PLEASE join me in a simple experiment. Read these three statements:
1. One, two, three... four.
2. North, south, east and... west.
3. Winter, spring, summer... and the Andromeda galaxy.
If that last bit triggered within you a stir of surprise, you’re normal.
We human beings, far more than any other lifeform on Earth, are pattern-recognising experts.
That’s good because it has helped us survive and become the dominant species on our beautiful planet.
However, we are also a pattern-seeking species. This means we try to find predictable occurrences even when there is no true underlying pattern, which can be dangerous.
Imagine a prehistoric hunter noticing for perhaps six days in a row that whenever the sun is high in the sky, no carnivorous predators are to be seen.
Then, as a result of faulty reasoning built on his innate need to seek out patterns to make sense of his world, our hunter believes no vicious animals at all roam the savannah at noon.
Therefore, he may unconsciously disregard normal cues like musky scents, low growls and the distant rustling of grass, which raises his likelihood of encountering a prowling, peckish sabretooth tiger wanting a snack.
We grow surprised when the unexpected occurs. And often the unexpected hits us so hard because of our tendency to seek out patterns even when there is no genuine pattern-generating principle at play.
Right now, I would like you to focus on our well-developed pattern seeking predisposition as we fast forward to our 21st century.
In our era, we may inflict upon ourselves significant financial harm if we first imagine a pattern exists, say in a series of rising stock prices over a short period, and then make unwarranted assumptions that the upward sloping price trend line will continue because of so-called “technical factors” without taking a cold, hard look at the more crucial fundamentals of the company in question.
When large hordes of speculators act that way, even a tiny miss in reported sales and earnings — if unexpected — can result in outsized investor capitulation that leads to huge, irrational sell-offs.
Early this month, Google’s listed parent company Alphabet traded above US$950 (RM4,128) per share.
What’s interesting is that that lofty quoted price came after a near one-for-one stock split in March 2014, which would have resulted in a shareholder with 1,000 Google shares before the split owning 1,998 shares after it.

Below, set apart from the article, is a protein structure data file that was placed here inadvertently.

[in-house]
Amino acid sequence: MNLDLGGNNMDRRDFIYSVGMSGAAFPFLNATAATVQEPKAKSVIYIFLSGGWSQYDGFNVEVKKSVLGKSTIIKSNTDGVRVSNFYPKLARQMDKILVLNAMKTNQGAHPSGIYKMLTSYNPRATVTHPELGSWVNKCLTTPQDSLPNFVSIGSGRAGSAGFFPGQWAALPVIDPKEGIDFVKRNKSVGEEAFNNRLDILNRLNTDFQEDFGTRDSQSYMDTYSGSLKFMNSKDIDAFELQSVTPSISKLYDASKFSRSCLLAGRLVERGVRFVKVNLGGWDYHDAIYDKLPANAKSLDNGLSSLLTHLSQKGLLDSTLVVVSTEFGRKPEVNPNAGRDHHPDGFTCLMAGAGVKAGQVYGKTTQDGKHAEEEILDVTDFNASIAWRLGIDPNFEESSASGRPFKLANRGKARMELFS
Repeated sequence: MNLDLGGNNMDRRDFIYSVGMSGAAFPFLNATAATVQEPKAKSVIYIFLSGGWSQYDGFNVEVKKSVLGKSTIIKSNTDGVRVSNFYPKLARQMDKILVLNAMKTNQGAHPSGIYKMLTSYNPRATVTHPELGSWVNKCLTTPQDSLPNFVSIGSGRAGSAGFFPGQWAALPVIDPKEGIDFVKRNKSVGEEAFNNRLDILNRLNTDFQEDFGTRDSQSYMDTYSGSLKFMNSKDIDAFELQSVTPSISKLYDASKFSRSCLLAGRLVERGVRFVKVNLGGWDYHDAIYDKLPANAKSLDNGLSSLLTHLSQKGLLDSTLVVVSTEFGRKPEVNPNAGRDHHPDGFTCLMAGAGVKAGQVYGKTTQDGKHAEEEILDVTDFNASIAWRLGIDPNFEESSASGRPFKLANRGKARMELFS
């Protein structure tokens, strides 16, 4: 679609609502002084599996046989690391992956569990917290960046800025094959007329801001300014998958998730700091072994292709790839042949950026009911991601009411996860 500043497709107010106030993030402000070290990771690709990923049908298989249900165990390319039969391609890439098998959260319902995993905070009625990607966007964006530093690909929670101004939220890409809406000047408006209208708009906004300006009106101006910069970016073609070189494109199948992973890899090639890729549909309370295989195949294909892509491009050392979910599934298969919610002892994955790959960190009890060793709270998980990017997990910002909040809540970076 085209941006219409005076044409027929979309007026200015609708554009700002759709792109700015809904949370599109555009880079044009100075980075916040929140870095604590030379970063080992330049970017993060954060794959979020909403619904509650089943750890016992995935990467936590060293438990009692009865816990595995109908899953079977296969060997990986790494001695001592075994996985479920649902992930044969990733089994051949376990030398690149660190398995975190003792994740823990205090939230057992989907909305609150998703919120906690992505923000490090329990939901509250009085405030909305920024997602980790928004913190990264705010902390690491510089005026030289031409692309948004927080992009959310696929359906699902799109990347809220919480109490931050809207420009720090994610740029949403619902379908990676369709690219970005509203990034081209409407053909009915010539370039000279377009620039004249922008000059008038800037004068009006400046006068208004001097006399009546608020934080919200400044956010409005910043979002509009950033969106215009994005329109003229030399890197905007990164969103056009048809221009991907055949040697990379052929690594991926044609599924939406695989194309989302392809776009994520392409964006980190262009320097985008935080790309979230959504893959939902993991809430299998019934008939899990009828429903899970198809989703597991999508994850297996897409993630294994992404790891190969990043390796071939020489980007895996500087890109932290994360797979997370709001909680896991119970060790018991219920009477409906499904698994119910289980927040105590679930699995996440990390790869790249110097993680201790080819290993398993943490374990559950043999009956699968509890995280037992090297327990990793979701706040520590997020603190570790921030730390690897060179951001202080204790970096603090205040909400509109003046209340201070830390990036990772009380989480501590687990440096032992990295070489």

Simply put, a previous owner of 1,000 Google shares ended up owning almost 2,000 Alphabet shares. So without that 2014 stock split, Google would have been priced at about US$1,900 (= US$950 x 2) per share!
That’s a staggering 2,100 per cent increase in its share price from its 2004 US$85 IPO (initial public offering) over just 13 short years.
Sadly, because both life and investing are messy, anticipated intermediate price patterns never pan out the way we expect. When that happens, people’s reactions to adverse surprises can be excessive and ultimately damaging to their long-term wealth building initiatives.
In Jason Zweig’s 2007 book, Your Money & Your Brain, he grants us insights into what happened 17 months after Google was listed in August 2004:
“On Jan 31, 2006, Google Inc. announced its financial results for the fourth quarter of 2005: revenues up 97 per cent, net profit 82 per cent.”
As great as those results were, even better numbers had been expected by analysts. So first came widespread investor surprise, followed by irrational panic: The stock fell 16 per cent in seconds.
As Zweig points out: “Google earned about US$65 million less than Wall Street had expected, and in response Wall Street bashed US$20.3 billion off Google’s market value.”
Later Google’s share price recovered and moved from strength to strength. But those who reacted adversely in 2006 to the surprise of a slight “earnings miss” irrationally acted like lemmings, rushing off a cliff in their mass dumping of one of the greatest investments in the world.
Expect to be surprised
What is it in our heads that causes us to act this way?
According to Zweig: “Humans and great apes are the only land mammals that have specialised neurons called spindle cells in a central forward region of the brain known as the anterior cingulate cortex, or ACC. Humans have at least twice as many spindle cells in this region as the great apes do. The ACC also assists in generating the feeling of surprise when your normal expectations are shattered.”
Now, ask yourself: Was all that selling of Google shares done as one-sided trades?
There would also have been those who bought from the panicked sellers. Those brave souls had the same type and number of spindle cells in their brains as the rest of us, yet reacted very differently to the same stimulus of a negative surprise.
As a result of their “well placed” courage, they made a fortune in the years ahead.
The opportunities of tomorrow will not merely be those of yesterday. But they will exist.
So to prosper, stay informed and flexible. Accept that you can’t predict the future... but you can train yourself to stay calm, loose and wise by always expecting change and expecting to be surprised.
© 2017 Rajen Devadason
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